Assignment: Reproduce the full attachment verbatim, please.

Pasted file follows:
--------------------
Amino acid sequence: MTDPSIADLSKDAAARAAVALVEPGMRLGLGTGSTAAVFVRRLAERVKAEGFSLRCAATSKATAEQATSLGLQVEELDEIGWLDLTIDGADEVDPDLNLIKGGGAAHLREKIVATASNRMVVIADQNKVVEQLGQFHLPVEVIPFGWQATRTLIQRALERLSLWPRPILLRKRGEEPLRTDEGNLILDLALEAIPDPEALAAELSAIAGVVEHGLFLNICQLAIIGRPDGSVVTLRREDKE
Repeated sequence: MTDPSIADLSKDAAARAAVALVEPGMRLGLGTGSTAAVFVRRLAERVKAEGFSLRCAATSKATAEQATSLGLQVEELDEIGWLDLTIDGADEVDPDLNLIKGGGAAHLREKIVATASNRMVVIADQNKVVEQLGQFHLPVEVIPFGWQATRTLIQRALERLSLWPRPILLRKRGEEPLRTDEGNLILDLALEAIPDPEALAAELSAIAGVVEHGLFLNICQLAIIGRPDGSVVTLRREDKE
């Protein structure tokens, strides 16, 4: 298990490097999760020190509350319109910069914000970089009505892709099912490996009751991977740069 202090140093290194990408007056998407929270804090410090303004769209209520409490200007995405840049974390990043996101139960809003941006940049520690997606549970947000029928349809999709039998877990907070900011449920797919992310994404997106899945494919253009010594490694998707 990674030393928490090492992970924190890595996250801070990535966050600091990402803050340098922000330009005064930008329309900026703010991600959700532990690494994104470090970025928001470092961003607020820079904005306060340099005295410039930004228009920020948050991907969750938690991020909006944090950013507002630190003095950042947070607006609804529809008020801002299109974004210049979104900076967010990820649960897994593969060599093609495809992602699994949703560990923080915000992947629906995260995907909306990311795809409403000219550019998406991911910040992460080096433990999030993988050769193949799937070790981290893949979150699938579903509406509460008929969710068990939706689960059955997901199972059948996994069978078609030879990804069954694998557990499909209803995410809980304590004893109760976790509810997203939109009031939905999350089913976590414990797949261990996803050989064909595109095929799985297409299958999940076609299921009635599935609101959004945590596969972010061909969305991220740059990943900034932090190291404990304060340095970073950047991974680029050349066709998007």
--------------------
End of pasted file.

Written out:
Amino acid sequence: MTDPSIADLSKDAAARAAVALVEPGMRLGLGTGSTAAVFVRRLAERVKAEGFSLRCAATSKATAEQATSLGLQVEELDEIGWLDLTIDGADEVDPDLNLIKGGGAAHLREKIVATASNRMVVIADQNKVVEQLGQFHLPVEVIPFGWQATRTLIQRALERLSLWPRPILLRKRGEEPLRTDEGNLILDLALEAIPDPEALAAELSAIAGVVEHGLFLNICQLAIIGRPDGSVVTLRREDKE
Repeated sequence: MTDPSIADLSKDAAARAAVALVEPGMRLGLGTGSTAAVFVRRLAERVKAEGFSLRCAATSKATAEQATSLGLQVEELDEIGWLDLTIDGADEVDPDLNLIKGGGAAHLREKIVATASNRMVVIADQNKVVEQLGQFHLPVEVIPFGWQATRTLIQRALERLSLWPRPILLRKRGEEPLRTDEGNLILDLALEAIPDPEALAAELSAIAGVVEHGLFLNICQLAIIGRPDGSVVTLRREDKE
């Protein structure tokens, strides 16, 4: 298990490097999760020190509350319109910069914000970089009505892709099912490996009751991977740069 202090140093290194990408007056998407929270804090410090303004769209209520409490200007995405840049974390990043996101139960809003941006940049520690997606549970947000029928349809999709039998877990907070900011449920797919992310994404997106899945494919253009010594490694998707 990674030393928490090492992970924190890595996250801070990535966050600091990402803050340098922000330009005064930008329309900026703010991600959700532990690494994104470090970025928001470092961003607020820079904005306060340099005295410039930004228009920020948050991907969750938690991020909006944090950013507002630190003095950042947070607006609804529809008020801002299109974004210049979104900076967010990820649960897994593969060599093609495809992602699994949703560990923080915000992947629906995260995907909306990311795809409403000219550019998406991911910040992460080096433990999030993988050769193949799937070790981290893949979150699938579903509406509460008929969710068990939706689960059955997901199972059948996994069978078609030879990804069954694998557990499909209803995410809980304590004893109760976790509810997203939109009031939905999350089913976590414990797949261990996803050989064909595109095929799985297409299958999940076609299921009635599935609101959004945590596969972010061909969305991220740059990943900034932090190291404990304060340095970073950047991974680029050349066709998007």